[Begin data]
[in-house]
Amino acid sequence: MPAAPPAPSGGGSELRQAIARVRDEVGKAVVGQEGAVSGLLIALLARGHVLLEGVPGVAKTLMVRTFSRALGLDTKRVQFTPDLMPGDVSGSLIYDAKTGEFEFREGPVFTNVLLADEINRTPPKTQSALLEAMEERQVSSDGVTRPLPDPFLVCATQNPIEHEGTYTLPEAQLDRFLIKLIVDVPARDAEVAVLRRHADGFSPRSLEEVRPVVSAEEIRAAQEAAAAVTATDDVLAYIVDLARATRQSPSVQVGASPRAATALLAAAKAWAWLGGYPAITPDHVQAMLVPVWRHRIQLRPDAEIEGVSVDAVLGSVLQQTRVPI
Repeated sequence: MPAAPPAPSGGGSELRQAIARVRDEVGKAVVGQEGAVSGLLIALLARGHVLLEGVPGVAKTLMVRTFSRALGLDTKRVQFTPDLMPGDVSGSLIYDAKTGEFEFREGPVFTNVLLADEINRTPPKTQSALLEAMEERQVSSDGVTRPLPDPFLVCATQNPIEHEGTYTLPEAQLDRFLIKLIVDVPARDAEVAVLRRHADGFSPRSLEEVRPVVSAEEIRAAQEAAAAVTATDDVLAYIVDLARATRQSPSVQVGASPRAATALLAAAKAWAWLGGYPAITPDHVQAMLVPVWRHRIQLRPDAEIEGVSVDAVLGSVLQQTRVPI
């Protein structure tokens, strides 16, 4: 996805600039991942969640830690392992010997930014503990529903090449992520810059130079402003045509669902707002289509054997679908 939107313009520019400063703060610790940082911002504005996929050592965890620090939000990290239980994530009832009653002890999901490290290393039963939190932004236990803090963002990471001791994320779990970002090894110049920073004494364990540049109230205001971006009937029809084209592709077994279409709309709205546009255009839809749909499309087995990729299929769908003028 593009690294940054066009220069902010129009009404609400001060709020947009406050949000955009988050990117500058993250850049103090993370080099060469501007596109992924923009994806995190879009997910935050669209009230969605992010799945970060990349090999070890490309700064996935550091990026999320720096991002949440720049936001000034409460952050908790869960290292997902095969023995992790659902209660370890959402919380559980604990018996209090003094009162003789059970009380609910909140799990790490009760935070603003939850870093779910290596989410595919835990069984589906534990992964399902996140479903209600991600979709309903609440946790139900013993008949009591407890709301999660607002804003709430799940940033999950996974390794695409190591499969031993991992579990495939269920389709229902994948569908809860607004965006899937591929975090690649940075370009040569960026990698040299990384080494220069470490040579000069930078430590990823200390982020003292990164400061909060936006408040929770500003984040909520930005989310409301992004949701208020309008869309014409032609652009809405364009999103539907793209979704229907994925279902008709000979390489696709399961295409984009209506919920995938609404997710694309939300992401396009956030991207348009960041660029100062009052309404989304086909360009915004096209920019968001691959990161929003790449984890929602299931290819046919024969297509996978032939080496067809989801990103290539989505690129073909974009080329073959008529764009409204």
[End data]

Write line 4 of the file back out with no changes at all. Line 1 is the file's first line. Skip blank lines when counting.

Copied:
């Protein structure tokens, strides 16, 4: 996805600039991942969640830690392992010997930014503990529903090449992520810059130079402003045509669902707002289509054997679908 939107313009520019400063703060610790940082911002504005996929050592965890620090939000990290239980994530009832009653002890999901490290290393039963939190932004236990803090963002990471001791994320779990970002090894110049920073004494364990540049109230205001971006009937029809084209592709077994279409709309709205546009255009839809749909499309087995990729299929769908003028 593009690294940054066009220069902010129009009404609400001060709020947009406050949000955009988050990117500058993250850049103090993370080099060469501007596109992924923009994806995190879009997910935050669209009230969605992010799945970060990349090999070890490309700064996935550091990026999320720096991002949440720049936001000034409460952050908790869960290292997902095969023995992790659902209660370890959402919380559980604990018996209090003094009162003789059970009380609910909140799990790490009760935070603003939850870093779910290596989410595919835990069984589906534990992964399902996140479903209600991600979709309903609440946790139900013993008949009591407890709301999660607002804003709430799940940033999950996974390794695409190591499969031993991992579990495939269920389709229902994948569908809860607004965006899937591929975090690649940075370009040569960026990698040299990384080494220069470490040579000069930078430590990823200390982020003292990164400061909060936006408040929770500003984040909520930005989310409301992004949701208020309008869309014409032609652009809405364009999103539907793209979704229907994925279902008709000979390489696709399961295409984009209506919920995938609404997710694309939300992401396009956030991207348009960041660029100062009052309404989304086909360009915004096209920019968001691959990161929003790449984890929602299931290819046919024969297509996978032939080496067809989801990103290539989505690129073909974009080329073959008529764009409204």